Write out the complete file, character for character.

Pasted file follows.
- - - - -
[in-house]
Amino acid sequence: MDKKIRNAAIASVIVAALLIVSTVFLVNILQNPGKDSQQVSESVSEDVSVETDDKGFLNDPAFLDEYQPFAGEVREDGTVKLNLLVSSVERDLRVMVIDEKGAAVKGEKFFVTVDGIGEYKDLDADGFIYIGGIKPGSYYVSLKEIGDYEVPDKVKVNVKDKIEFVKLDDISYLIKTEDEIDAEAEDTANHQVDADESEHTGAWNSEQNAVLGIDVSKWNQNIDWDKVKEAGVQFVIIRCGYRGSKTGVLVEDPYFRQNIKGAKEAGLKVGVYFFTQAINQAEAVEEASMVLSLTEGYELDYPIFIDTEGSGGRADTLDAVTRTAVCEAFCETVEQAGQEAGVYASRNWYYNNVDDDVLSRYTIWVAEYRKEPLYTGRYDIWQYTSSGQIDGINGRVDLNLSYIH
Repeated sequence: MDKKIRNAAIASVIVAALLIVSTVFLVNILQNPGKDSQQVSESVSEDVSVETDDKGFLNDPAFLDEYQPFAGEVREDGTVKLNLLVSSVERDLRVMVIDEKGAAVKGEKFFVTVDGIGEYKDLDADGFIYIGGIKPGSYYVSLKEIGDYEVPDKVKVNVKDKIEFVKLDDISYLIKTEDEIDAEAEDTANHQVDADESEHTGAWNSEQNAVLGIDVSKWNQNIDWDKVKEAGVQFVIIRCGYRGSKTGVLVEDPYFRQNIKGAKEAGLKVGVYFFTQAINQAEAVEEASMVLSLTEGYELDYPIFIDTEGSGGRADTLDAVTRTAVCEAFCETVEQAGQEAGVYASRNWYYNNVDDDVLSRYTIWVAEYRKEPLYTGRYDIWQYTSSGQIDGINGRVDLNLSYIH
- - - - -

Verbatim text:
[in-house]
Amino acid sequence: MDKKIRNAAIASVIVAALLIVSTVFLVNILQNPGKDSQQVSESVSEDVSVETDDKGFLNDPAFLDEYQPFAGEVREDGTVKLNLLVSSVERDLRVMVIDEKGAAVKGEKFFVTVDGIGEYKDLDADGFIYIGGIKPGSYYVSLKEIGDYEVPDKVKVNVKDKIEFVKLDDISYLIKTEDEIDAEAEDTANHQVDADESEHTGAWNSEQNAVLGIDVSKWNQNIDWDKVKEAGVQFVIIRCGYRGSKTGVLVEDPYFRQNIKGAKEAGLKVGVYFFTQAINQAEAVEEASMVLSLTEGYELDYPIFIDTEGSGGRADTLDAVTRTAVCEAFCETVEQAGQEAGVYASRNWYYNNVDDDVLSRYTIWVAEYRKEPLYTGRYDIWQYTSSGQIDGINGRVDLNLSYIH
Repeated sequence: MDKKIRNAAIASVIVAALLIVSTVFLVNILQNPGKDSQQVSESVSEDVSVETDDKGFLNDPAFLDEYQPFAGEVREDGTVKLNLLVSSVERDLRVMVIDEKGAAVKGEKFFVTVDGIGEYKDLDADGFIYIGGIKPGSYYVSLKEIGDYEVPDKVKVNVKDKIEFVKLDDISYLIKTEDEIDAEAEDTANHQVDADESEHTGAWNSEQNAVLGIDVSKWNQNIDWDKVKEAGVQFVIIRCGYRGSKTGVLVEDPYFRQNIKGAKEAGLKVGVYFFTQAINQAEAVEEASMVLSLTEGYELDYPIFIDTEGSGGRADTLDAVTRTAVCEAFCETVEQAGQEAGVYASRNWYYNNVDDDVLSRYTIWVAEYRKEPLYTGRYDIWQYTSSGQIDGINGRVDLNLSYIH